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Album Review: “P R E S S U R E” by Rochelle Jordan

September 17, 2012 Leave a comment

Released independently as a free download in 2011, Toronto songstress Rochelle Jordan released her debut EP, R O J O – an adventurous, multi-layered joyride showcasing promise and an equal footing in the R&B of the 90s and the future. She makes a clear step forward with her second EP, P R E S S U R E, released digitally in August 2012.

As implied by the title, P R E S S U R E underscores conflict and tension, specifically in romantic relationships. Written entirely by Jordan and intricately produced by PROTOSTAR producer KLSH, the record closes in on a specific vibe, both sonically and vocally. Her influences are obvious – the fluttery coos of Aaliyah and the slick vocal layering of Amerie’s heyday, among others. Yet, Jordan manages to fuse them into a singular style and sound that is uniquely hers throughout the record’s twelve tracks. Meanwhile, KLSH’s minimalist and atmospheric productions are approached completely with swirling synths, pulsing bass lines and menacing, snare-driven drums. This provides ample room for Jordan to explore textures and rhythmic patterns of her detailed and impassioned lyrics.

The first e-single, “Losing”, is a downbeat lament to the sacrifices made in the name of a strained relationship. Equally alluring as it is chilling, it is a tender and deeply intimate moment that very few unsigned artists are willing to display in their early musical offerings. Elsewhere, Jordan aims to please her lover on the frenetic up-tempo title track, reminisces on a past love on “Could’ve Been” and is haunted by that same former love in a new setting on “Somebody”. Elsewhere, her frustrations with insecure and dismissive men are laid out with serious bite and sass on “You Ain’t My Man” and “Too Long”. However, it is on the spare “Shotgun” where Jordan wallows in the beautiful anguish of the end of a relationship, brilliantly winding up with what is the record’s best vocal performance.

Hailing from Toronto, home of fellow artists like Drake and The Weeknd, Rochelle Jordan is a welcome addition to those following independent R&B music and is sure to delight fans with her distinct sound.

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Album Review: “My Life II…The Journey Continues (Act 1)” by Mary J. Blige

It’s a daunting task that musicians face as they age in the music industry: how to maintain relevancy without deviating too far away from their winning musical formula. Mary J. Blige, now 40, has cemented her legacy as one of the finest and revered vocalists in contemporary R&B, assuring her position as the Queen of Hip-Hop Soul with her 1994 opus, My Life. That album, rife with wrenchingly emotional cuts like “Be Happy”, “You Gotta Believe”, “I’m The Only Woman”, has remained a favorite among her legion of fans, justifiably ranking as one of Blige’s best musical works. That record documented the essence of a young female in the midst of deep romantic longing, a struggle for comfort and a journey toward spiritual growth – a foundation she would expound on her subsequent albums. Its sequel, My Life II…The Journey Continues (Act 1), released on November 21, 2011 on Geffen/Matriarch is a perfection of the vintage sound one comes to expect from Blige. With production supplied by Rico Love, Danja, Rodney ‘Darkchild’ Jerkins and Jerry Wonda, among others, the record is split into two parts – bass heavy hip-hop and shimmering R&B ballads – both of which have become Blige’s signature.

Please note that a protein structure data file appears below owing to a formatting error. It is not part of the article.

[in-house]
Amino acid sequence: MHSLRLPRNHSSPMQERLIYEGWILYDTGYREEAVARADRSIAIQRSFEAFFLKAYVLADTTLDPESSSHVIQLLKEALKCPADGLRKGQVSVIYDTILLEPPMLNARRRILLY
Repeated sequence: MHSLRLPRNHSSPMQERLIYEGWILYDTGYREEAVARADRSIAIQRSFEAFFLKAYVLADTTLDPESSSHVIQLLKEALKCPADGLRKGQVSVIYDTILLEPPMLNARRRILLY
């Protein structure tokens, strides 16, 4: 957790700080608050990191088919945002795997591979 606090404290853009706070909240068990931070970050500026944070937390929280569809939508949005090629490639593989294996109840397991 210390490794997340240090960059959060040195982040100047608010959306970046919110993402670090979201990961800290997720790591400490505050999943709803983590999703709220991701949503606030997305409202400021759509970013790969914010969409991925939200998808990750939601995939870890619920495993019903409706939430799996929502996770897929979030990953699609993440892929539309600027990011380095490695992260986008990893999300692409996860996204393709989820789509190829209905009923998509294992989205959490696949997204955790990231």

After a brief intro featuring her former mentor Diddy, Blige quickly glides into “Feel Inside” and “Midnight Drive”, featuring the reprise of her rapper alter-ego, Brook-Lynn. Blige sounds assured, upbeat and most importantly, optimistic, even as she injects her classic style upon the tension and excitement in the lyrics to the respective tracks. “25/8”, weaved wonderfully around a Gamble & Huff sample, finds the siren exuberant, spirited and brimming with the confidence that new love can bring. The same buoyancy can be found on the Chaka Khan cover, “Ain’t Nobody”, a pulsing and synth-driven workout that will likely find great success in dance clubs and European markets.

Many R&B albums of late have featured guest appearances from other artists, resulting in a mixed bag of collaborations. Predictably, My Life II… continues that trend. While Nas adds his clever edge to the aforementioned “Feel Inside”, a Drake verse comes off as a forgettable and phoned-in addition to the album’s second single, “Mr. Wrong”. One of the strongest collaborations, however, is the heartfelt “Love a Woman”, where Beyoncé joins Mary to list instructions for male suitors to properly romance and treat their ladies on a track that wouldn’t sound out of place on a 90’s throwback playlist.

As the album is a collection of nostalgic moments with many of its roots stemming from the 90s, Blige reaches deep to produce some of her most impressive ballads she has fronted in years. “Empty Prayers” is a devastating slow number, regretting her hopeful naiveté for believing in an uncaring lover. “Need Someone”, resembling that of an understated country ballad with its hushed acoustics, is a hug to the younger and troubled Blige from 1994, examining the recurring theme in her string of dysfunctional relationships.

My Life II…The Journey Continues (Act 1) stretches Mary J. Blige artistically the way her last few albums promised and failed. Blige has made peace with her yesterdays and applied her learned lessons to good use.